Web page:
1929. We have now demonstrated the main features of our earlier thesis. But to see that something is negate-able. Negation is not the most original experience of the nothing. the act of negation first requires that something negate-able be presented to it.27 What is more. the action of the nothing. is not produced by the act of negation itself and then.) As analogously with assertions.” However.” our thinking must already see that “not-ness” beforehand. because in order to negate something. 1929.”  and the “not” in turn is generated by the action of the nothing.. our constant if ambivalent estrangement from the nothing does accord with the essential sense of the nothing. The nothing makes negation possible.Nonetheless. Whether expressed or implied.) 28 27 By “logic” I mean the traditional interpretation of thought. The action of the nothing consists in directing us to what-is. as it were. the act of negation is only one way of relating to and being already grounded in the action of the nothing.. inserted between things... the act of negation does permeate all our thinking in so many ways. that the nothing is the origin of negation rather than vice versa. and thus the nothing itself) first emerges from hiddenness. then we have also decided the fate of the dominance of “logic”28 within philosophy. (1st ed. and yet it is 26 because it directs us to the being of what-is. i. Negation cannot generate the “not” from out of itself. and it gives expressilon to a negativity by saying “is-not.26 and it does this constantly. this “is-not” by which we enact differences and contrasts within the given.) . whether or not our everyday knowledge is actually aware of the occurrence. The very idea of “logic” dissolves in the vortex of a more original inquiry. at least within certain limits. If we have broken discursive reason's power over the question about the nothing and about being. 1949. so too with acts of negation: the negation arrives too late and is understood too extrinsically.. What more compelling witness do we have that the nothing is always and everywhere revealed in our openness (albeit in a disguised way) than the act of negation? Negation no doubt belongs to the essence of human thinking. susceptible of a “not.e. (1st ed. The act of negation does not generate the “not” but is grounded in the “not.e. But we cannot see such “not-ness” unless its origin (i. (5th ed.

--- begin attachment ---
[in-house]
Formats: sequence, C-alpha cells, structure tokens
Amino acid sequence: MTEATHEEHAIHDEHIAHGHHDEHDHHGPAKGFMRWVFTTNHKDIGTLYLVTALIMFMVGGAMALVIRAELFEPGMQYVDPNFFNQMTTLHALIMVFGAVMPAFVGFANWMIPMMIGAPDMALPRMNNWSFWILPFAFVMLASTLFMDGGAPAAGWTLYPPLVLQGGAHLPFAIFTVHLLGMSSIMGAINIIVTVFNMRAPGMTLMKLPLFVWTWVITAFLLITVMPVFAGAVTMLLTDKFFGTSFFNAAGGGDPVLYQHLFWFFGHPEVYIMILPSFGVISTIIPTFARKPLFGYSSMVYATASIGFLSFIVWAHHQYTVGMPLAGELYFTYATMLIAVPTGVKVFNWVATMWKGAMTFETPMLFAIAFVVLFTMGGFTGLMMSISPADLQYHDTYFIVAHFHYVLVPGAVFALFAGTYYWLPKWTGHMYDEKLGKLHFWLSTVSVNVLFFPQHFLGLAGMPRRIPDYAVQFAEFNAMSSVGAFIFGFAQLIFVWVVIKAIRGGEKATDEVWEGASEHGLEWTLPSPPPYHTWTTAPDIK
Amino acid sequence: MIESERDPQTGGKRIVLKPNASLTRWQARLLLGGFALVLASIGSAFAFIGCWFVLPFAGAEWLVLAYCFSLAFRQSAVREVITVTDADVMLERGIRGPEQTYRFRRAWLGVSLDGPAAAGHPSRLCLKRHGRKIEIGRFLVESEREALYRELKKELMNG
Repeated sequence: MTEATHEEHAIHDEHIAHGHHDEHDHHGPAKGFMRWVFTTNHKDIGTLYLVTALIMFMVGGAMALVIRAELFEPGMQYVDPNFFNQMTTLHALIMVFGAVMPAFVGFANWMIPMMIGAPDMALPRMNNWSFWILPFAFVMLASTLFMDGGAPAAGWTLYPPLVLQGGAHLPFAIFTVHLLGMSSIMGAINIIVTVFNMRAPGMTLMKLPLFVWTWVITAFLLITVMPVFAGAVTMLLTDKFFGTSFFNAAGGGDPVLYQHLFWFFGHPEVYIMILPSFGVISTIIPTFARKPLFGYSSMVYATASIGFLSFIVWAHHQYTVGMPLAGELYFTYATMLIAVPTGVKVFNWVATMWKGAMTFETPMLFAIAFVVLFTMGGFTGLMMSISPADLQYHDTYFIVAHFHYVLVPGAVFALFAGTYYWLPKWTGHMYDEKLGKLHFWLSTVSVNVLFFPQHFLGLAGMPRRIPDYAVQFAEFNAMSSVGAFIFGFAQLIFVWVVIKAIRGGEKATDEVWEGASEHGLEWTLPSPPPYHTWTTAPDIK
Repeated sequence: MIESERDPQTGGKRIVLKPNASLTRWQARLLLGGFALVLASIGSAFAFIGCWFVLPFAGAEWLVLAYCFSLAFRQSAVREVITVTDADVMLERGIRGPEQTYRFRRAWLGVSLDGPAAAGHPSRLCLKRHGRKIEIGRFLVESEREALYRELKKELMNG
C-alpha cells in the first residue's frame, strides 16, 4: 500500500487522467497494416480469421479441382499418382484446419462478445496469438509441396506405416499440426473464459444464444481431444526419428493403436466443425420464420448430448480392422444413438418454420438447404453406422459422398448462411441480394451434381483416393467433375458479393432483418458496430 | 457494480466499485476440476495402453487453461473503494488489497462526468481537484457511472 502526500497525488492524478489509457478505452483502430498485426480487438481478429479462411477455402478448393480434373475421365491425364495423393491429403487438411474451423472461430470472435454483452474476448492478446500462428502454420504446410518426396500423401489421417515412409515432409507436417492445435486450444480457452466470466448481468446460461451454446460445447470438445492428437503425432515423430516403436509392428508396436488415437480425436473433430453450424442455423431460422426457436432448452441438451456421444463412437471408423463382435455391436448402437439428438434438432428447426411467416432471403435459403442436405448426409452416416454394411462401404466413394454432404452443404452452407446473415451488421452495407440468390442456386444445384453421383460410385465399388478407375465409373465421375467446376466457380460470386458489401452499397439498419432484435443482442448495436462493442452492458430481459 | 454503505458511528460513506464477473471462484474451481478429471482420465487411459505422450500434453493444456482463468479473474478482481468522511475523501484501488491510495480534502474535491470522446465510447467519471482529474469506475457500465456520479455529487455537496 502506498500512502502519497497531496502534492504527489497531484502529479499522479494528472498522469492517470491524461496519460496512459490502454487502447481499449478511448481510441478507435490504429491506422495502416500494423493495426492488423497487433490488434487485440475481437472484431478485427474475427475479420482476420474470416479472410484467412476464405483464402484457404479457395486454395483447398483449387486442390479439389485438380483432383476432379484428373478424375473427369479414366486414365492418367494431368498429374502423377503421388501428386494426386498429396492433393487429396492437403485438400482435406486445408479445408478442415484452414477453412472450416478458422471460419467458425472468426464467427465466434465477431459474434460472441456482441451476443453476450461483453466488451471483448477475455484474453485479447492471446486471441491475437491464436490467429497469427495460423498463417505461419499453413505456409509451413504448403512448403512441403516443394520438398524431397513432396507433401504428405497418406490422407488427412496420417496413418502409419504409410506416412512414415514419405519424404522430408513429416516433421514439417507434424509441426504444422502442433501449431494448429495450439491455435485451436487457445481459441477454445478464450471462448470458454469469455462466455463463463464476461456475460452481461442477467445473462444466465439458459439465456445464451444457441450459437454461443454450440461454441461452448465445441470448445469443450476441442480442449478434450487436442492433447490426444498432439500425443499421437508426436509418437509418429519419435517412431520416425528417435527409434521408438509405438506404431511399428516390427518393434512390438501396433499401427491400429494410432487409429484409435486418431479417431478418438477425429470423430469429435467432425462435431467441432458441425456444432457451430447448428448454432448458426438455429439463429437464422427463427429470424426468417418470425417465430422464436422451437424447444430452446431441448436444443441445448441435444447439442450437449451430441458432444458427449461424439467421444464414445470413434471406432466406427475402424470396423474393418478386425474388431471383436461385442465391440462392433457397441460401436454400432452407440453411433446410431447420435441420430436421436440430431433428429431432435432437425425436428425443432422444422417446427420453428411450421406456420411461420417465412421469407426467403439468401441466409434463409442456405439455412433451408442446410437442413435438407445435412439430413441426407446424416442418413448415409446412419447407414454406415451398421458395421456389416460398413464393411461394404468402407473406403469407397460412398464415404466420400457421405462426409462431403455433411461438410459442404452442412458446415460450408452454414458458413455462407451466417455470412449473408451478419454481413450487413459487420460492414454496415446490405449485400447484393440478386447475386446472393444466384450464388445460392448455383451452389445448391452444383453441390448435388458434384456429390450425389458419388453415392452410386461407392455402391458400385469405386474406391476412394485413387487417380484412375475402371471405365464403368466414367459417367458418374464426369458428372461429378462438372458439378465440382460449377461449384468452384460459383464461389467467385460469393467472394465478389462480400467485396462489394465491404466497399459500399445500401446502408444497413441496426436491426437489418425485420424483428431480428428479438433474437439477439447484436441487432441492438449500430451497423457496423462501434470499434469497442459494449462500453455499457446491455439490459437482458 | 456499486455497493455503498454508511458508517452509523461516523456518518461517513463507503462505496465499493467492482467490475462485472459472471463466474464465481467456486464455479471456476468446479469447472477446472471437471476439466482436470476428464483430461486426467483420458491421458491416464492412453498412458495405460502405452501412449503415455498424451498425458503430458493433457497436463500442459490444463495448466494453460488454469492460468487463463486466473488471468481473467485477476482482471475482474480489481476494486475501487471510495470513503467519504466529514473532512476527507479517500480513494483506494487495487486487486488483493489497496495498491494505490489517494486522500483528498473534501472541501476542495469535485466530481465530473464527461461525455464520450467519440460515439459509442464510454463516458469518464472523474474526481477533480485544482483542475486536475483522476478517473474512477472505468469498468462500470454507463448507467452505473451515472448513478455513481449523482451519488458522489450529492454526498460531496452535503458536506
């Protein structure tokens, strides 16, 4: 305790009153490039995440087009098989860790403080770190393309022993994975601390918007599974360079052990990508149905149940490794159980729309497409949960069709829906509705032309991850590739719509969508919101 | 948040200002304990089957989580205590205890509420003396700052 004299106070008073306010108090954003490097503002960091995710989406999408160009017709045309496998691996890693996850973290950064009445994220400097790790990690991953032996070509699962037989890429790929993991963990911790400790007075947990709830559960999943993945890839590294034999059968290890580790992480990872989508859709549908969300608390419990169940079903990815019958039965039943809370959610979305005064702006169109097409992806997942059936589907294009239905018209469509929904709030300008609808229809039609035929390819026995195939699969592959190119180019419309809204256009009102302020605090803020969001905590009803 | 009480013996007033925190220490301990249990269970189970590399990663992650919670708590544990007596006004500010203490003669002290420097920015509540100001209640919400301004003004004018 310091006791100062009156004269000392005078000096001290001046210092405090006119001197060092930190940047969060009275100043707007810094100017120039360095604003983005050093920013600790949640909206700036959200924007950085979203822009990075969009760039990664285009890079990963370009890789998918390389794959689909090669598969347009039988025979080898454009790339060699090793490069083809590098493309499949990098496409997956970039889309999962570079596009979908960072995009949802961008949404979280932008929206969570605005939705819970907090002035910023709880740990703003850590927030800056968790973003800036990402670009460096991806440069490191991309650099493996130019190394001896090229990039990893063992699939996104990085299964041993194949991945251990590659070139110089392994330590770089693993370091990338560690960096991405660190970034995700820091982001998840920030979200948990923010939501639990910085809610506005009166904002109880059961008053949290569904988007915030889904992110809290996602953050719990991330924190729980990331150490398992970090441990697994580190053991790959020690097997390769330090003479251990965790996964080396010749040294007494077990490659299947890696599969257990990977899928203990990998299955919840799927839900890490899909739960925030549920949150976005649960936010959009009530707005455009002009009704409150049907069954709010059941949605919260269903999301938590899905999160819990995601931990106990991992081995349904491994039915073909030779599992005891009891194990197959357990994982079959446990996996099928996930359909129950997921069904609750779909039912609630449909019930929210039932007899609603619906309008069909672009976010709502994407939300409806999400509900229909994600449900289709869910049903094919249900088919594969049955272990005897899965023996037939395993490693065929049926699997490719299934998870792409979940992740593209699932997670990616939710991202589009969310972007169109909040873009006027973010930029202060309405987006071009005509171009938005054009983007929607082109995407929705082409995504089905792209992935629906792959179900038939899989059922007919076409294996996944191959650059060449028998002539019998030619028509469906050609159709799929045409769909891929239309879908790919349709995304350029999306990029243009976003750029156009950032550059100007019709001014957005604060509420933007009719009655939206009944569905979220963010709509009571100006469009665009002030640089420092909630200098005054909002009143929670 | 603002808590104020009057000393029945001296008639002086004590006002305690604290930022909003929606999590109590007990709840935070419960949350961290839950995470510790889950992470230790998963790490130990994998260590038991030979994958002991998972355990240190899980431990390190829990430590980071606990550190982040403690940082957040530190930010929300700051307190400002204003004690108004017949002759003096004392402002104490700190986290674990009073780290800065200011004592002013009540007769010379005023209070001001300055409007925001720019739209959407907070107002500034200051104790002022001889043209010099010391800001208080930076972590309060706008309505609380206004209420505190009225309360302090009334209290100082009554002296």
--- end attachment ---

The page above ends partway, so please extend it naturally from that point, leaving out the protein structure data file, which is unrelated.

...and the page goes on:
and most surely in the openness of those who take the basic risk. Dread is there. This happens by spending oneself on the essential so as to preserve the greatness of the open that we are.” In fact they first reveal the depth and breadth of negation.and bitter privation is a greater burden of -the nothing. Originary dread can awaken in openness at any moment. Dread is there but dormant. .are not sub-sets of the genus “negation. Because openness is held out into the nothing by this hidden dread. But when it does. It most astir in the reserved. It is transcendence. but dormant. We are so finite that our own wills and decisions cannot effect an original encounter with the nothing. Cruel hostility and the sting of hatred go deeper than the formalities of mental negations. These more primary possibilities of relating to the nothing -.  not very much in the nervous. each human being holds open a place for the nothing. revealed even though dread is required to disclose it in an originary way. that does not prevent them from expressing themselves in the “not” and “negation. Its breathing ever stirs within our openness. Its power is as deep as its possible occasions are unexceptional. But this also implies that originary dread is mostly suppressed in our openness. it seizes us and leaves us hanging. It transcends such oppositions and lives in secret communion with the serene and gentle yearnings of creativity. hardly at all in the yeas and nays of the busy bourgeoisie. This dread born of risk is not the opposite of joy.powerful ways in which openness puts up with but never masters its thrownness -. Openness is thus saturated with its relation to the nothing -. or even of quiet activity and calm enjoyment. It is always on the verge of springing forth but seldom does. Our being held out into the nothing by this hidden dread is our surpassing of the whole of what-is. Painful denial and ruthless refusal are closer to -. Negation should not be seen as the only (much less the primary) activity in which openness relates to and is shaken by the action of the nothing. no exceptional event is needed to rouse it.evidence that the nothing is always.not the best evidence of the revelation of the nothing essential to openness.” However. Being finite is so profoundly embedded in openness that even our freedom cannot control our own abyssmal finitude. if obscurely.